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Reflections on My Student Experience at the University of Manchester

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I am now officially a graduand of the University of Manchester. I graduate this time next week, on 16th July and I am now reflecting on my experiences of being an undergraduate psychology student. The last three years have been some of the best, yet hardest, years of my life.

There are so many things to learn in relation to student experience – whether you are considering a degree in psychology, or are currently undertaking their degree, or even if you are an academic. 

Psychology is one of the most diverse degrees you can study. You have the opportunity to study theory and research, as well as develop practical skills in statistics. This makes psychology somewhat challenging to begin with, due to some crossroads in regards to research methods and statistics, but it is all worth it. The key thing here is that it is challenging to begin with, but it gets better as you go along. 

As with any degree, at first, things may seem a bit confusing or a bit difficult, but it is all a learning process. There a few drivers that I think contribute to an excellent student experience. 

1. Professional development opportunities

Students should be given the opportunity to lead and be responsible, thus developing the skills that they require beyond higher education that make them suitable for the workplace. Beyond this, they develop a sense of purpose and responsibility, leading to better rates of satisfaction.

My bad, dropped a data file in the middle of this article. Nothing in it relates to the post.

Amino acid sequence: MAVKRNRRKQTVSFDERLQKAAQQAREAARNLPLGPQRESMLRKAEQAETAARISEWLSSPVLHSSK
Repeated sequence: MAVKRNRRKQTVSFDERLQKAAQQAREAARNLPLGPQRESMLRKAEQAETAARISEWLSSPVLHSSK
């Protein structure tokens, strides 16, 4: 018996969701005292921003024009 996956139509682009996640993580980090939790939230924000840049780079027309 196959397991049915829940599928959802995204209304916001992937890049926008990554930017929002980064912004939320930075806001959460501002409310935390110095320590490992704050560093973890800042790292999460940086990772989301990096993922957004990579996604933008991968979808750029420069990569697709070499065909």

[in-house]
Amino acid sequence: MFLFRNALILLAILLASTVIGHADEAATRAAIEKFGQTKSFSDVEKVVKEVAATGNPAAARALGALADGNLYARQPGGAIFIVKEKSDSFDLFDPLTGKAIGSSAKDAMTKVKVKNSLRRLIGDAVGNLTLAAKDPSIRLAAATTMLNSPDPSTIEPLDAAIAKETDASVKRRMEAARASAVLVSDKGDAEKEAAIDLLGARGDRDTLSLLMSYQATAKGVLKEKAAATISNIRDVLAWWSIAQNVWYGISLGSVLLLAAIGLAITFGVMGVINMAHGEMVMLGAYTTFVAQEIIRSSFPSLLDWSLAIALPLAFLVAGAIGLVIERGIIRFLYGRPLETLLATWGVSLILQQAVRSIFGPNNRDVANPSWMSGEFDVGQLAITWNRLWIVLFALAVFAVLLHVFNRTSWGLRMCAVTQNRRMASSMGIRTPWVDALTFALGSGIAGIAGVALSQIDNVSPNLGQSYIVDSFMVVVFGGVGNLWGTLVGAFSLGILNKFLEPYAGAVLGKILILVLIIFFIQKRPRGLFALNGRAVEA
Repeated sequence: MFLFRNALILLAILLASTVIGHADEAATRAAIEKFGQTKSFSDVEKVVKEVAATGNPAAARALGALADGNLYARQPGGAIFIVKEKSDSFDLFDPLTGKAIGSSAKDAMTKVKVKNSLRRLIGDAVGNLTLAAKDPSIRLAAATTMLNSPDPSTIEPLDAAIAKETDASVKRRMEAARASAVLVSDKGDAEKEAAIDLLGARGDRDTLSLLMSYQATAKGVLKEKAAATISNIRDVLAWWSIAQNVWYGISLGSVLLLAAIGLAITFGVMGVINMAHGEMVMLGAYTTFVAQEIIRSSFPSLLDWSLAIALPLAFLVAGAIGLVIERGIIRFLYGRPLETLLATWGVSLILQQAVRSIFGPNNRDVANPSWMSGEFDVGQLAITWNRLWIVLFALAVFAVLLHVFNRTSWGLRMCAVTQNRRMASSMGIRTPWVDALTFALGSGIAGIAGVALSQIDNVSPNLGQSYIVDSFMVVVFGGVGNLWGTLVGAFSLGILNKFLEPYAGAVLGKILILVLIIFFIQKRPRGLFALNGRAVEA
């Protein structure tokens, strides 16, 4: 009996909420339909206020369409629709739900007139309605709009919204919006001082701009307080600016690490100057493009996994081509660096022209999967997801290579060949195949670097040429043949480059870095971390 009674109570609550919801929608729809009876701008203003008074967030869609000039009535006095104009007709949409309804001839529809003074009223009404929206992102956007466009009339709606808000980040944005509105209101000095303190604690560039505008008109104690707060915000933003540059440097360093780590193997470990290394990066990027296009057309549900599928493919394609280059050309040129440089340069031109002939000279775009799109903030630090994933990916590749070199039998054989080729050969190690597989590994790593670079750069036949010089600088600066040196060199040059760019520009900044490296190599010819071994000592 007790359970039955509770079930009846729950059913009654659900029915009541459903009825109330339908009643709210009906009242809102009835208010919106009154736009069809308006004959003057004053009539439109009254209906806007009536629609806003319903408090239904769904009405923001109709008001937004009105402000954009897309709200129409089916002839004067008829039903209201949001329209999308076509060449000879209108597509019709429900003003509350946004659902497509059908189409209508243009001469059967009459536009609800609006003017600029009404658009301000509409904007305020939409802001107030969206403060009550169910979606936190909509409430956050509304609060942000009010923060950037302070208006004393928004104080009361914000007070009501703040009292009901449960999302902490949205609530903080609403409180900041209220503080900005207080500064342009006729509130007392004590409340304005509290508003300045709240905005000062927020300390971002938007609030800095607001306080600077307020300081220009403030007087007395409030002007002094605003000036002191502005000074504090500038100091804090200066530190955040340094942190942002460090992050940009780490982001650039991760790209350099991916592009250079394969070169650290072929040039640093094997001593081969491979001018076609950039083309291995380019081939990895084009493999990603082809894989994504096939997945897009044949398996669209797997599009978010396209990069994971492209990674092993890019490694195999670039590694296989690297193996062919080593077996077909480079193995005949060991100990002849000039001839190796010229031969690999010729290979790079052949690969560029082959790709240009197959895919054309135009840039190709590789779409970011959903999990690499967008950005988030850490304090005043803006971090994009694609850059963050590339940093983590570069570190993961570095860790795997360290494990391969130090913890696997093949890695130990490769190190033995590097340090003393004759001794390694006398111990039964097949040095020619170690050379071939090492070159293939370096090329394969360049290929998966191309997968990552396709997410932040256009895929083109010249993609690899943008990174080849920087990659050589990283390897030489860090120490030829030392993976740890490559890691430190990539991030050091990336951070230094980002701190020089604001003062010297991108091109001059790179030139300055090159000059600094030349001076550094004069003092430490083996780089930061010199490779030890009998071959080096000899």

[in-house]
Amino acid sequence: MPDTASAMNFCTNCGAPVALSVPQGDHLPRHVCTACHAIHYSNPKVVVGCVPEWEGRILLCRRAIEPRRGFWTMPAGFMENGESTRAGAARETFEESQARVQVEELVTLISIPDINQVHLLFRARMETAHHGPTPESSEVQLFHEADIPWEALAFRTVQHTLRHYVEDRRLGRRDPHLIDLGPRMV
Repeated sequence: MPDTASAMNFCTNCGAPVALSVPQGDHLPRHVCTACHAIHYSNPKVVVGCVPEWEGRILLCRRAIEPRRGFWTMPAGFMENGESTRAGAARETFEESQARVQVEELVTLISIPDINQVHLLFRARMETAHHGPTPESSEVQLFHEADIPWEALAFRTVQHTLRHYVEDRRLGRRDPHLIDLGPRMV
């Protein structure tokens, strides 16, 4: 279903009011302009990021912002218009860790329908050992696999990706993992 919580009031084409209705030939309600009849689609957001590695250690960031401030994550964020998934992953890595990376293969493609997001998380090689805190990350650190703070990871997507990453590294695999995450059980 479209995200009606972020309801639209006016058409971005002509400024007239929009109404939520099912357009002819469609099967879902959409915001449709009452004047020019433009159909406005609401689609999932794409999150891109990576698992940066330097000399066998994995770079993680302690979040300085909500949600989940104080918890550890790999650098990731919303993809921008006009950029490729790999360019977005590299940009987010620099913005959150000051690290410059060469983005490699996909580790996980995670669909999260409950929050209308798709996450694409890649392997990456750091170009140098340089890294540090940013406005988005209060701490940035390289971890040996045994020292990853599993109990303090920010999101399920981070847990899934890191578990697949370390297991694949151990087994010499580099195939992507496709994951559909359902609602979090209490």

2. Peer support

There are subtleties that we need to consider in relation to peer support. Fundamentally, peer support is twofold. In the first instance, it relates to the point above in that students can become peer mentors or student coordinators and have the opportunity to help others to better themselves. Secondly, students benefit from peer support as recipients, especially those who are just starting out at university and trying to find their feet, which can sometimes be a challenging task. 

3. Interdisciplinary learning

Learning outside of your degree is super important, so any chance you get you should definitely take up. As with every subject, there will be bits you love and bits you don’t. For example, I love anything to do with applied social psychology or implicit cognition, but I am not the biggest fan of the sensation, perception and action. So, when the modules relating to things I didn’t like came up, I swapped them – I remember doing a really good unit about science policy and another on leadership in the workplace. This year I even did my A1 Start Deutsch Goethe-Institut examination and received a certificate that I am proficient in German to an A1 level. Languages are obviously desirable from an employment perspective, but now I also have a foundation to keep learning until I get to a higher level. I was never the best at in school, so it gave me the opportunity to rediscover this and give it another go. 

5. Staff support

Having a member of staff to support you during your time at university is important. They’ve been there, they’ve done a degree, they know the programme you’re studying really well too. Make every use of your assigned member of staff, they will prove to be an invaluable source of support during the course of your degree. 


As I move on to study for my MSc in Organisational Psychology, I can look back and know I managed to be successful because of those four key things throughout the course of my degree. Sometimes times can get tough – but you have to power on and think of how far you’ve already come and have that faith in yourself.

Callum Mogridge is an undergraduate psychology student at the University of Manchester. He leads the peer support on the degree programme. 


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